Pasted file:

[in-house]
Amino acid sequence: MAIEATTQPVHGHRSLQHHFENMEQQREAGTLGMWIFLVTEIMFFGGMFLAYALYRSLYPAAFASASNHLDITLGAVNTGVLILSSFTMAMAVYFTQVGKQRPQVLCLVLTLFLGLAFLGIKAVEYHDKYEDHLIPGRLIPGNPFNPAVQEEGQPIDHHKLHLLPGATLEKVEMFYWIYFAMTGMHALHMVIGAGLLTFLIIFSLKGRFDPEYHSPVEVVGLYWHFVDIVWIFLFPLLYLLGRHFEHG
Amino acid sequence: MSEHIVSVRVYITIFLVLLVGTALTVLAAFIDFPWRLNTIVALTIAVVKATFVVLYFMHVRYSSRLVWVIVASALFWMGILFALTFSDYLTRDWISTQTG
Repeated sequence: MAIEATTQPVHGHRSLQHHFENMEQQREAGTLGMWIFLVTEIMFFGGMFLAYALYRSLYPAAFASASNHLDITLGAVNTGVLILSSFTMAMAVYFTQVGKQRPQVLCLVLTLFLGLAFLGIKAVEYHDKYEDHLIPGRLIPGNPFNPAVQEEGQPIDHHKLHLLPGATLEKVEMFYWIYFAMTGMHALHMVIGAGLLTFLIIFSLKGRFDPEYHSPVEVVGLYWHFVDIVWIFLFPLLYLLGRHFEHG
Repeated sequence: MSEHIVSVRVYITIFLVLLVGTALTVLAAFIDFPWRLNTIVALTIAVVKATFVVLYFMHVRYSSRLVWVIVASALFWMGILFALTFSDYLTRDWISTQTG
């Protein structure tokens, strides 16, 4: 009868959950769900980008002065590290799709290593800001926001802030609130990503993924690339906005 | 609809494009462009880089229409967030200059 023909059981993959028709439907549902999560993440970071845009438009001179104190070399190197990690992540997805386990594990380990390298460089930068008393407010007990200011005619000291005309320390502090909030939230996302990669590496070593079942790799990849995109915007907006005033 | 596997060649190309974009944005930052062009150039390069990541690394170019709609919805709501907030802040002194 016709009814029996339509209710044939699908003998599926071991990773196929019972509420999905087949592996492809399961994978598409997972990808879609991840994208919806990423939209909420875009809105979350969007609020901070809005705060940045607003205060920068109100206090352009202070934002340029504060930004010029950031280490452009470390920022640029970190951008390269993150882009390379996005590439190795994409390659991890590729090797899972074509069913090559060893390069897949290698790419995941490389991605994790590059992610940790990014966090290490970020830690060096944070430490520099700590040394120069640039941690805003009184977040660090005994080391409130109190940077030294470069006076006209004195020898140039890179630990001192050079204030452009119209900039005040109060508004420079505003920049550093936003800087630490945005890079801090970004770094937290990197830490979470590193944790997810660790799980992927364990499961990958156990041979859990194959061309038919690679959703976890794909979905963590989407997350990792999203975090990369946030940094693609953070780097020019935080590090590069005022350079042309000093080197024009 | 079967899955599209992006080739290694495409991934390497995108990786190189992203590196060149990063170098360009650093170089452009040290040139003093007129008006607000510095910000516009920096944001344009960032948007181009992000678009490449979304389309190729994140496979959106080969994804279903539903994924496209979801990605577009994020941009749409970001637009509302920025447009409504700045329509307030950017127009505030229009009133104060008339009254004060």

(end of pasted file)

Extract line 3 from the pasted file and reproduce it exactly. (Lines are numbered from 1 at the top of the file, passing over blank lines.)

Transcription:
Amino acid sequence: MSEHIVSVRVYITIFLVLLVGTALTVLAAFIDFPWRLNTIVALTIAVVKATFVVLYFMHVRYSSRLVWVIVASALFWMGILFALTFSDYLTRDWISTQTG